It is not difficult to find compelling NFL Films footage of a New York quarterback dealing with tense in-game circumstances with the kind of candor that could come back to haunt him, so to speak.
No, I’m not referring to Jets quarterback Sam Darnold’s now-infamous “I’m seeing ghosts’’ remark late in the first half of the Patriots’ 33-0 dismantling of him and his team last Monday night.
That situation, which raised the ire of Jets coach Adam Gase — he thought ESPN should have had the discretion not to air the comment from the beleaguered and mic’d-up second-year quarterback — became the hot-button topic of the week, at least once the din over Tom Brady’s amusing cameo on Paul Rudd’s new Netflix show faded.
I’m referring to something from a different era, when NFL teams weren’t so uptight about what fans heard and saw, and perhaps even recognized that some benefit came by letting us listen in on the juicy stuff.
I mean, do you remember how Phil Simms and Bill Parcells talked to each other? Let’s just say it wasn’t exactly like they were discussing that week’s episode of “Dallas’’ over afternoon tea.
The Giants’ legendary coach and star quarterback were brutally blunt to each other in the heat of a game. And if NFL Films didn’t share everything its microphones picked up, it sure seemed like it did.
The Giants.com website features a short documentary on the relationship between Simms and Parcells. Some of the NFL Films clips within are familiar, some are not, but they are something to behold, especially in the wake of the Jets’ how-could-they-dare-air-this? reaction to the Darnold clip.
In my favorite clip, Simms is heard telling someone on the sideline about how he told an opposing player to get his “fat [hindquarters] off the field.’’ Parcells immediately lights him up. “Shut up, Simms,’’ he says with disdain in his voice. “Now don’t be a [expletive] no-class player.’’
Says Parcells at another point in the documentary: “[Phil] could take it. He was not sensitive. I could use him as a whipping boy on purpose. Which I would.’’
This is the kind of stuff that makes NFL Films as revered as it is, and Ed and Steve Sabol’s creation deserves all of that reverence. The way the league and its characters are portrayed through NFL Films has done nothing but benefit the NFL — heck, the most interesting thing about the Jets remains Joe Namath’s guarantee of Super Bowl victory 50 years ago. NFL Films was a significant part of sharing and sustaining that piece of NFL lore. NFL Films has told the story of the league’s history in all the right ways.
If you’re a Patriots fan, think about those most satisfying moments in the delightful days after the team has won its six Super Bowls. The parades are special, of course, but you know what else is really fun? The revealing of what NFL Films captured from those championship seasons, whether on the official Super Bowl video, “3 Games to Glory,’’ or the more specific films such as “Do Your Job,’’ when we find out about behind-the-scenes gems such as how Malcolm Butler was prepared for the “Go Malcolm!’’ moment in Super Bowl XLIX.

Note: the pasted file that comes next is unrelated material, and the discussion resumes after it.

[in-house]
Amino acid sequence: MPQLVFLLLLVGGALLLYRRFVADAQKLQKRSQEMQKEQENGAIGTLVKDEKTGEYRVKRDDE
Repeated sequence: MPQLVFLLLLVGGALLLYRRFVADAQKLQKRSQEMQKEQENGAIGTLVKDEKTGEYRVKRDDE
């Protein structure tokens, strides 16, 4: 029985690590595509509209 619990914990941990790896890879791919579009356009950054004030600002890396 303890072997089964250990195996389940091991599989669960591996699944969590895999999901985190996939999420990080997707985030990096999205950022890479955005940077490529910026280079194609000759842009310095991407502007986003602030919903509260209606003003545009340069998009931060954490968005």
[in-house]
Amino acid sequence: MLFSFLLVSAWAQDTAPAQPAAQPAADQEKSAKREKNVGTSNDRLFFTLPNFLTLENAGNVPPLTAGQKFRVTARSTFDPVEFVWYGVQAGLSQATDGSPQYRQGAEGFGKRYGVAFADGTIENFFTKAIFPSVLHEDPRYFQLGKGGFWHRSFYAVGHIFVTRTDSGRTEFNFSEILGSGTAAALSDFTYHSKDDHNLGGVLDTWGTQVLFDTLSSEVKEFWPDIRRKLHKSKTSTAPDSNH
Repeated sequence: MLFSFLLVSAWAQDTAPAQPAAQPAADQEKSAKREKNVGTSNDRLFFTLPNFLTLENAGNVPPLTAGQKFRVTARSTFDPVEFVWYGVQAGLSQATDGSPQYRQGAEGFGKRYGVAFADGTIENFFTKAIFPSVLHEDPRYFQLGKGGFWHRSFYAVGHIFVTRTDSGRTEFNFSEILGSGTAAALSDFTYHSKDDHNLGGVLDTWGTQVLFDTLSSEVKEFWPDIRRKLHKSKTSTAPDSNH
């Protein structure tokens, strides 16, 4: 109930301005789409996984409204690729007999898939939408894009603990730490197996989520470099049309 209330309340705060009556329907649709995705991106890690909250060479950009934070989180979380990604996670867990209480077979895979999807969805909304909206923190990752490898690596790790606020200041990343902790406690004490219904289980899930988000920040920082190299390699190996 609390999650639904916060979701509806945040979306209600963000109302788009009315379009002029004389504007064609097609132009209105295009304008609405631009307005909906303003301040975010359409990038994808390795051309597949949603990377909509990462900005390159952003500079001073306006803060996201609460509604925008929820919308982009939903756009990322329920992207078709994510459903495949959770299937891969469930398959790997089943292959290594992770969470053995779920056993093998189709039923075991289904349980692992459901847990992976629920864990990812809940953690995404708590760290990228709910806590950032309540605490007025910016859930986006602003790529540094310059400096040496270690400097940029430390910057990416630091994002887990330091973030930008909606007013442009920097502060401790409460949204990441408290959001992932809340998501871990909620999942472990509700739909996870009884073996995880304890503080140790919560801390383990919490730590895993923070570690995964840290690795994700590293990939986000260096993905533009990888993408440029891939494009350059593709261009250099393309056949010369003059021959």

The Jets are on the opposite end of that spectrum for now, and Darnold’s confession about the ghosts captured that hopelessness. But the Jets’ anger that ESPN aired it — after an on-site NFL Films representative gave the OK to using it — is as misguided as Gase’s game plan last Monday night.
As Parcells and Simms proved many years ago, comments that come in the heat of battle, in the frustration of a night’s work going wrong, are fair game.
It was an honest and fascinating confession, and one Darnold should not and did not seem to be embarrassed about. The camera and microphone did what they were intended to do: capture an honest and interesting vignette that helped tell the story of the game. Oh, the horror.
The NFL and its broadcast partners know the value of this. Typically a team’s quarterback and coach are mic’d up once a season, usually during a “Monday Night Football’’ game on ESPN. ESPN requested that Darnold be mic’d up, and the Jets signed off.
Gase, who should have bigger things to worry about, suggested that his team might not cooperate with the mic’d-up segments anymore. “Yeah, I think we’ll be looking into that pretty hard,’’ Gase said Tuesday. “I don’t know if I’ve ever seen that, where somebody that was mic’d up was basically — a comment like that was allowed to be aired.’’
Maybe the Jets should have had the foresight to recognize that putting a microphone on a 22-year-old quarterback against the league’s top defense wasn’t the best idea. But once they signed off, any clean comments that weren’t mean or insulting were fair game.
Good thing that the Jets are scheduled to play in prime time just once more this season. They’ve already proven they’re not ready for what comes with it, in more ways than one.